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Call, Sir John, first baronet (1732–1801), East India Company servant and military engineer, was born on 30 June 1732 at Fenny Park, near Tiverton, Devon, the son of John Call (1704–1766) of Prestacott in Launcells, Cornwall, and his wife, Jane, daughter of John Mill of Shernick Farm in Launcells. He was educated in Tiverton and also Somerton, Somerset, and then left England for India. In 1751 he was employed on the coast of Coromandel as an assistant to Benjamin Robins, the mathematician who had been appointed engineer-general of the East India Company's settlements. Call, who had the rank of writer, remained on the coast after Robins died in July 1751, and held the post of sub-engineer at Fort St David. The rivalry between the French under Dupleix and the British led by Clive gave Call the opportunity to display his skills as a military engineer, and the directors of the company were impressed by accounts of his abilities. A friend described him to the historian Robert Orme as ‘a very worthy as well as very ingenious young man; possessing much knowledge, adorned with great modesty’ (Hill, 235). He remained at Fort St David, becoming assistant engineer to the presidency, which was based at Fort St George, Madras.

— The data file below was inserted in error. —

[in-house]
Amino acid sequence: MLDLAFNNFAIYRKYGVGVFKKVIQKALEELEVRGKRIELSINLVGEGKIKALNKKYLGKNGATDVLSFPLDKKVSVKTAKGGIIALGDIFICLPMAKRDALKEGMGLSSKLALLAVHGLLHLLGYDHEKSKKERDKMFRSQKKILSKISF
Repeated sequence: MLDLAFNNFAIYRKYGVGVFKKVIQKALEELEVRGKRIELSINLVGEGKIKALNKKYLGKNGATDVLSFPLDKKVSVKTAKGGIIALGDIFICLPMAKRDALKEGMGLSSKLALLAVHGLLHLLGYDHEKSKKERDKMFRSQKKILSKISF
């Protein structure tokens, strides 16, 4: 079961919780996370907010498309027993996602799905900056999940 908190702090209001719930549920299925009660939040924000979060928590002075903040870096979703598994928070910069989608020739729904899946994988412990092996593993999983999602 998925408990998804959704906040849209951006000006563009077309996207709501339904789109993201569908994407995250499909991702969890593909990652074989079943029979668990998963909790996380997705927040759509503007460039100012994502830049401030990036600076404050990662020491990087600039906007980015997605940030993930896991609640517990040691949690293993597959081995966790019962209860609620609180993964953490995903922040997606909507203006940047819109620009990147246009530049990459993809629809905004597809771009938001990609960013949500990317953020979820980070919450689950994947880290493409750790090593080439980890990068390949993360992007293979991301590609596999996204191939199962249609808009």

In 1757 Call was appointed chief engineer to the presidency and consequently moved to Fort St George. He also became captain of the newly formed corps of engineers. The Seven Years' War revived the Anglo-French struggle in southern India. Once again Call's skills were put to the test, notably during the French siege of Fort St George between 1758 and 1759, which ended in success for the British. He also took part in the siege of Karikal which ended in April 1760 and that of Pondicherry, which fell in January 1761, marking the end of French power in India. Call kept journals of the operations he was involved in, and copies were made by Orme, who described the events in his History of the Military Transactions of the British Nation in Indostan (2 vols., 1763), which included prints of drawings by Call.

By 1765 Call was a member of the council at Fort St George, and in that year was appointed to the rank of colonel. The war against Haidar Ali of Mysore between 1767 and 1769 and the conduct of company servants at Madras provoked criticism and blame from the directors and others from which Call himself was not immune. In common with others he had made loans to the nawab of Arcot. In January 1770 Call resigned from the company's service and returned to England, ‘bringing with him an ample fortune, which might have been much larger’ (GM, 369).